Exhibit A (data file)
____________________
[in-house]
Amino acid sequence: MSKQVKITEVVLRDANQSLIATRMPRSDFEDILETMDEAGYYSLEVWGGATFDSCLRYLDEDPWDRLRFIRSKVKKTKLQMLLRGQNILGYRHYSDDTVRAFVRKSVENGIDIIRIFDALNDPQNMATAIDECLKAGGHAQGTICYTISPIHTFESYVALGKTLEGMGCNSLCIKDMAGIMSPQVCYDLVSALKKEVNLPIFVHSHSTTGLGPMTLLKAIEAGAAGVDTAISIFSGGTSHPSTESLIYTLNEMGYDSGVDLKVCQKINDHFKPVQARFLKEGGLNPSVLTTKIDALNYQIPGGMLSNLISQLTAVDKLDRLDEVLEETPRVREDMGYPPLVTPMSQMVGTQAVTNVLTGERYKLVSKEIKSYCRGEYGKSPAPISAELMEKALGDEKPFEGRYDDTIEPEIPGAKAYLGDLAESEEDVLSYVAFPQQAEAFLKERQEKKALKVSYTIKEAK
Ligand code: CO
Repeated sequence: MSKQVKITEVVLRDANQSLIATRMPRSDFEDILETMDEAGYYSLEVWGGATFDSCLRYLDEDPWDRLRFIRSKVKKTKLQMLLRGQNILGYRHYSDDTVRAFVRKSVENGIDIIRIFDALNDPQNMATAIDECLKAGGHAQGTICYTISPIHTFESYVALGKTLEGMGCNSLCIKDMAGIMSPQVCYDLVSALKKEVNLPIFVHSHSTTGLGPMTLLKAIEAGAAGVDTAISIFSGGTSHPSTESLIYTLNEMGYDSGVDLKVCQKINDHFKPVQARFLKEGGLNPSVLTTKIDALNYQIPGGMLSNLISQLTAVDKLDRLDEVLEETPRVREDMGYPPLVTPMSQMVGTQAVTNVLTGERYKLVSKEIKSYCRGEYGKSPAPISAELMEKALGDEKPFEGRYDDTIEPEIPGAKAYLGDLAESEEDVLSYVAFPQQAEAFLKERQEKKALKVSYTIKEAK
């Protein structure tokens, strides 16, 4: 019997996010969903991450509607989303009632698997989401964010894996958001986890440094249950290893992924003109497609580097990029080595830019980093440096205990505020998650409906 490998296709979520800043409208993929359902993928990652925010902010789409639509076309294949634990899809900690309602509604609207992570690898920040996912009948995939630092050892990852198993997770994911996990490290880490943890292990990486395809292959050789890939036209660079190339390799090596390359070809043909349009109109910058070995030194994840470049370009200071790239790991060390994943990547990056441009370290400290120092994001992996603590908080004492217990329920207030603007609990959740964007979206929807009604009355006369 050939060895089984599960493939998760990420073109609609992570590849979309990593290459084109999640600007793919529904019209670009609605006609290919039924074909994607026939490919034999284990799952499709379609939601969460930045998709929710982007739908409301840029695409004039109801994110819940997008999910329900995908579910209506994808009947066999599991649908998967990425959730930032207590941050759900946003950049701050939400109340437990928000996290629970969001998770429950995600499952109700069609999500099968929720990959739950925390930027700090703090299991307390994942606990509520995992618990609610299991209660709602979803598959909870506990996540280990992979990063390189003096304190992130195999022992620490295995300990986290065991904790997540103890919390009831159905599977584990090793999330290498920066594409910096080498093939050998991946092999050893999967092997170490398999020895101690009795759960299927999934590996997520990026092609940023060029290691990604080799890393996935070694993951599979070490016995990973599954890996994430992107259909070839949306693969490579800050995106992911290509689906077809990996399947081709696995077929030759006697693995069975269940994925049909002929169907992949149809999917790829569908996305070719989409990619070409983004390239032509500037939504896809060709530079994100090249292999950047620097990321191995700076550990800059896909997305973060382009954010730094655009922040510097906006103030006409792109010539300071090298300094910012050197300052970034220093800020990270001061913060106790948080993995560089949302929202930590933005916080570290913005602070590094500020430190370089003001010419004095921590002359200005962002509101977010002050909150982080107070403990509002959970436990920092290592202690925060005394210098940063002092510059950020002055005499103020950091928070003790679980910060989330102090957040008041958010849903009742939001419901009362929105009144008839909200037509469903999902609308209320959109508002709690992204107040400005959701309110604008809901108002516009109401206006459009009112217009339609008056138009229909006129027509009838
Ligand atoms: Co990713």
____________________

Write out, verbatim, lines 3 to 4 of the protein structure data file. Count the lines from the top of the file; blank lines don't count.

Ligand code: CO
Repeated sequence: MSKQVKITEVVLRDANQSLIATRMPRSDFEDILETMDEAGYYSLEVWGGATFDSCLRYLDEDPWDRLRFIRSKVKKTKLQMLLRGQNILGYRHYSDDTVRAFVRKSVENGIDIIRIFDALNDPQNMATAIDECLKAGGHAQGTICYTISPIHTFESYVALGKTLEGMGCNSLCIKDMAGIMSPQVCYDLVSALKKEVNLPIFVHSHSTTGLGPMTLLKAIEAGAAGVDTAISIFSGGTSHPSTESLIYTLNEMGYDSGVDLKVCQKINDHFKPVQARFLKEGGLNPSVLTTKIDALNYQIPGGMLSNLISQLTAVDKLDRLDEVLEETPRVREDMGYPPLVTPMSQMVGTQAVTNVLTGERYKLVSKEIKSYCRGEYGKSPAPISAELMEKALGDEKPFEGRYDDTIEPEIPGAKAYLGDLAESEEDVLSYVAFPQQAEAFLKERQEKKALKVSYTIKEAK